Borden’s girlhood interest in horses had been rekindled after her husband, Michael, seeing photos of her riding as a child, gave Borden the gift of a trail ride. Her meeting of McGowan through mutual Nokota-loving friend Lewis Brandolini eventually had the three of them comprising The Nokota Preserve’s Board of Directors.
“I think part of the mission is to bring the visibility to this gem,” Borden said. As CEO of her own transportation firm, Borden credits working with Pila, and second Nokota, Mr. Black, in helping her find a bit of tranquility in her very busy world.
“Nokotas are very zen-like,” Borden said, comparing them to her more excitable Thoroughbred. “We all talk about being present. We have all sorts of things pulling at us. You always want to say, ‘If I only had more time, I could’ ... I found that working with the Nokotas, you must slow down. If you have that list running in your head, they're going to feel that, and they’re going to react very differently than you want them to react. You want to be in that state of quiet with them.
“Working with them really does cause you to check yourself, and that's what I really came to love and look forward to. I still have to try and find the time sometimes, but when I do ... it really puts me in a much better place.”
In the seven years that McGowan has been working with the Nokotas on her farm, she and others have grown increasingly troubled about the fate of the horses in North Dakota. The Conservancy herd there needs maintaining. They are living mostly on leased land, and getting enough hay is a concern. “The Conservancy did as much as it could do,” McGowan said. “[North Dakota] is in this massive drought.”
McGowan said they’ve found a source of hay in Minnesota – enough to fill three trailers. The Preserve is holding a Nov. 4 fundraiser to pay for the hay, its transportation and the pasture.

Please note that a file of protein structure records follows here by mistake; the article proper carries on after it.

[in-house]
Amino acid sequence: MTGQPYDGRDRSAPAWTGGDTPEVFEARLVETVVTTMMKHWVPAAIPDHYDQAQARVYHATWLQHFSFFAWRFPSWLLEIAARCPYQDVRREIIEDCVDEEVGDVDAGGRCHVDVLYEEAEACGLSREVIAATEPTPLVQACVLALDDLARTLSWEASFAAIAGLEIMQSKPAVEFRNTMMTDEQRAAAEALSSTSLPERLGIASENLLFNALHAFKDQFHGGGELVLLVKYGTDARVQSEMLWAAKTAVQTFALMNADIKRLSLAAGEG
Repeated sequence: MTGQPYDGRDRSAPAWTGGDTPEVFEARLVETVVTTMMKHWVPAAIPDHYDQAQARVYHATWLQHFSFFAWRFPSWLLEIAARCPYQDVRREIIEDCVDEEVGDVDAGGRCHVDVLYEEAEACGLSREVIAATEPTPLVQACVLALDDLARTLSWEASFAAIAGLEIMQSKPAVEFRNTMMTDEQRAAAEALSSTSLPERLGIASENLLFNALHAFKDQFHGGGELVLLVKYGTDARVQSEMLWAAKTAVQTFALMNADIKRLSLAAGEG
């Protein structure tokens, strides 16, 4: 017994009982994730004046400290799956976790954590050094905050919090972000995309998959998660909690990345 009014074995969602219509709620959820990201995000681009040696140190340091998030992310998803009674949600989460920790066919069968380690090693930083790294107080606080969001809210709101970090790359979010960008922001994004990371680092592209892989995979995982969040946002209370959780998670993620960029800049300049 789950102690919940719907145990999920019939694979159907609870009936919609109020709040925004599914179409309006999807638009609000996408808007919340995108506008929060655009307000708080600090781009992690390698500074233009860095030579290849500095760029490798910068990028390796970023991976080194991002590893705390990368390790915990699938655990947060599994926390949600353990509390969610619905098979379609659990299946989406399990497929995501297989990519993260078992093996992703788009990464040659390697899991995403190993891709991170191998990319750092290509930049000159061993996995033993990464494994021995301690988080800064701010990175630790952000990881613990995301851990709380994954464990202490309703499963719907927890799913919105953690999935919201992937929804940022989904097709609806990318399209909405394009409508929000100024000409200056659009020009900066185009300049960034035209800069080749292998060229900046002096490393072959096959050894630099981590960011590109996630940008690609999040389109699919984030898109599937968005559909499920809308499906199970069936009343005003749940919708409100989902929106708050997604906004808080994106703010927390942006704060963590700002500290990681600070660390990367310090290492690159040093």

But many of the Nokota that have come East have fared well. “There are more Nokota horses outside of North Dakota in Chester Springs than anywhere else in the world,” McGowan said. “We probably have about 23 Nokota within a five-mile radius, including Carole's farm. And we have placed, I think, 20 Nokota off this farm.
“Each year I host a clinic, a colt start, here, which gives other people a chance to do what I did -- have that incredible 'a-ha' moment,” she said. Eleven horses needing placement will be arriving at the farm for this year’s foundation clinic, Nov. 2 to 5, with trainers Aaron England and Michael Battenfield. Participants and daily auditors are welcome, she said.
Carole Borden said she’s hopeful the public will embrace the undertaking of The Nokota Preserve.
“The bigger purpose for what we're trying to do is bring awareness,” she said. “You can take these wonderful horses from completely feral to something that is your best friend. And they are treasures.”
Tickets are on sale for The Nokota Preserve Chester Springs “Green for Grass” fundraiser, Saturday, Nov. 4, from 4 to 10 p.m. at Flowing Springs Farm. There will be a catered dinner and dessert, a silent art auction, and a 45-minute presentation by Frank Kunz about the history of the Nokota breed. Singer/songwriter Liz Longley will be performing. The cost is $250 per couple. All proceeds go toward hay and pasture for the Nokota horses. More information is available by visiting https://chesterspringspreserve.org or calling 610-731-1706.
Natalie Smith may be contacted at [email protected] or www.DoubleSMedia.com.